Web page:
Julio Anaya Cabanding channels his personal concerns and experiences through his vast knowledge and love for the medium of painting and materializing it through impeccable conceptual and technical ability. ‘Past and Present’ comments on the relentless passage of time, its impact, and the constant change have been explained by classical philosophy through the concepts of the “past”, the “present”, and the “future”. It is their linear interchange that generates the unstoppable stream we all experience as life, an ongoing process which we had a chance to reexamine to great extent in the past year and a half of the global pandemic.
We connected with Julio Anaya Cabanding in anticipation of his museum exhibition at MOAH Cedar to discuss this moment, an art movement he’d like to live in, and a dream collaboration.
What was the most challenging piece in this exhibition, and why?
The sculpture. I didn’t know if it would work, because I had never done anything like it. So it was the last piece I did, if it worked that would go to the exhibition otherwise it would not go, and it worked. I am very happy with the result.
What do you think art historians centuries from now will say about this art movement?
Some would say that we have not invented anything new. Everything we do has its origin in history. The artist uses what exists, changes it, transforms it, exaggerates or minimizes it, decontextualizes or appropriates it. And yes, the result may be something new, but the origin, the seed, is previous.
If you had a time machine and could travel to any point in art history, what movement would you travel to, and who would you want to hang out with?
buf.. I would go to many places. I would love to visit Ancient Greece, Italian Renaissance, Spanish and dutch Baroque, French impressionism, Montmartre in 1900 and go to a party at Andy Warhol’s The Factory in the 60s, for example
What is an obscure fact or something unique about the local culture of where you grew up?
I grew up in a neighborhood in Torremolinos called Bajondillo. If I had to say something, it is a very famous town on the Costa del Sol from the 70s, the first luxury hotel in the world was opened here and it was the main tourist destination of the celebrities of the moment. Lots of parties, sun and beach bars. Today Torremolinos wants to continue living from those times, but that tourism and those times will never return. So we could say that I grew up in that decadence
When did you start working with cardboard? What inspired that choice of medium for your work? Do you have criteria for the cardboard you select?
I use the cardboard depending on the painting that I am going to make. The reason why I use cardboard is because I was making interventions in abandoned places and one day after painting a picture I took the plasterboard with me so later I thought of objects from those places that I could use as a medium and cardboard is one of the most, they abound and I like them a lot because they show the passage of time and deterioration.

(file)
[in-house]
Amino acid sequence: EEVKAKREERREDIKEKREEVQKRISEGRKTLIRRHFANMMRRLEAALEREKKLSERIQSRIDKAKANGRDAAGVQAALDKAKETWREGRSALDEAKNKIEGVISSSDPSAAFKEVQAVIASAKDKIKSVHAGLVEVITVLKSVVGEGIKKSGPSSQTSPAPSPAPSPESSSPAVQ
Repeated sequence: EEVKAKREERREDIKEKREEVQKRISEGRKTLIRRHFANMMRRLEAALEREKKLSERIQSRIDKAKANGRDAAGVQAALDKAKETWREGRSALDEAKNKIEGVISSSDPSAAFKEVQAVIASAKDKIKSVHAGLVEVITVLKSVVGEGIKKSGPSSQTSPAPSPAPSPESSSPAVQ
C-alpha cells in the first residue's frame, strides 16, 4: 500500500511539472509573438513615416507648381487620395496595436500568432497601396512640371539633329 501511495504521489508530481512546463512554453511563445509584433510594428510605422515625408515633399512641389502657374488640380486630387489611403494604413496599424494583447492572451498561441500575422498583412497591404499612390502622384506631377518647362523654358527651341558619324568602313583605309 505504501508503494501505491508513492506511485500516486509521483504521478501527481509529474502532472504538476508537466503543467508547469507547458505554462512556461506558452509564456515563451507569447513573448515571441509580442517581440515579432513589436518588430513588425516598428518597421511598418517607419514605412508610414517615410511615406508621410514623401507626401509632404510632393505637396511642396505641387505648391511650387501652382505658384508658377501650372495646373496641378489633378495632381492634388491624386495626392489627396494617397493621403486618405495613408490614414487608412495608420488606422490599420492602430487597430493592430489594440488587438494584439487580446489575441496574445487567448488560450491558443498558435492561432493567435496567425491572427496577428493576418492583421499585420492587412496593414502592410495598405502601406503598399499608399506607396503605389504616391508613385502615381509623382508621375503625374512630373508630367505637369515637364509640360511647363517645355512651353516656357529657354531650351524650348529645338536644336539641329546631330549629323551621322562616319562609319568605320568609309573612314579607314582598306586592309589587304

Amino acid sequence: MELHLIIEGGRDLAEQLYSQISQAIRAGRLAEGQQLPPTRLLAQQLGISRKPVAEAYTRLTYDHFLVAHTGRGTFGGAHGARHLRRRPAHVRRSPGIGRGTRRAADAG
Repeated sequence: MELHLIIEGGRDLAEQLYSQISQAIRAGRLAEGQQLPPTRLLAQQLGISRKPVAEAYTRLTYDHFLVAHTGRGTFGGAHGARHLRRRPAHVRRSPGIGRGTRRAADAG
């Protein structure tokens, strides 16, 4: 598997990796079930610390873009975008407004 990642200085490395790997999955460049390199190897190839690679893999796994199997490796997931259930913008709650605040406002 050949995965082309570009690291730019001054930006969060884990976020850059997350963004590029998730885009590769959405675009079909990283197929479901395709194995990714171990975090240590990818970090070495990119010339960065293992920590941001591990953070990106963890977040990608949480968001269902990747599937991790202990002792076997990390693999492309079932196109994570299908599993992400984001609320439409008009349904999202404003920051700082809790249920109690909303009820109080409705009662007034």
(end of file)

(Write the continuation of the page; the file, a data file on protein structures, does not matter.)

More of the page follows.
What does a day in the studio look like? Do you have any pre-studio rituals that help you tap into a creative flow?
Now I have my study at home. So a normal day would be to get out of bed, do some exercise and stretching, eat breakfast, clean the house and go to the study. In the studio I have to paint with the window closed because otherwise I am distracted. I’m so distracted. And I usually put music on the speakers, lectures or some documentary.
If you could collaborate with any artists (from any artistic medium, i.e, film, music, writing etc.), who would it be? And what would you make?
With many. With film director Paolo Sorrentino or Quentin Tarantino, as singer Jay Z, Method Man … and as many artists. And I couldn’t tell you what I would do. I would have to see and study it
Do you remember the first piece of street art you created? What did you make, and where was the piece located?
Of course. I remember like it was yesterday. It was a painting of Monet’s water lilies and it was in Malaga. It already disappeared, a graffiti artist painted on it
Does having an exhibition at a museum feel different than showing work at a gallery?
Yes, the museum has a historical burden that the gallery does not have and the artist feels greater respect or responsibility when working there. Not in the gallery, the white space allows you to experiment freely, in the museum it is more difficult.
Thank you to LA Weekly for the kind words and featuring the upcoming exhibition ‘The New Vanguard III‘ at MOAH Lancaster in their piece on by-appointment viewing.
“For many years now, L.A.’s Thinkspace Gallery has operated at this intersection across exhibitions, institutions, installations, conventions, and festivals. Likewise, for the past few years, the Lancaster Museum of Art and History has embraced the vibrant, popular appeal of mural-based works and through collaborating with the global phenom of the POW!WOW! mural festivals, brought exciting public art to the Antelope Valley” – LA Weekly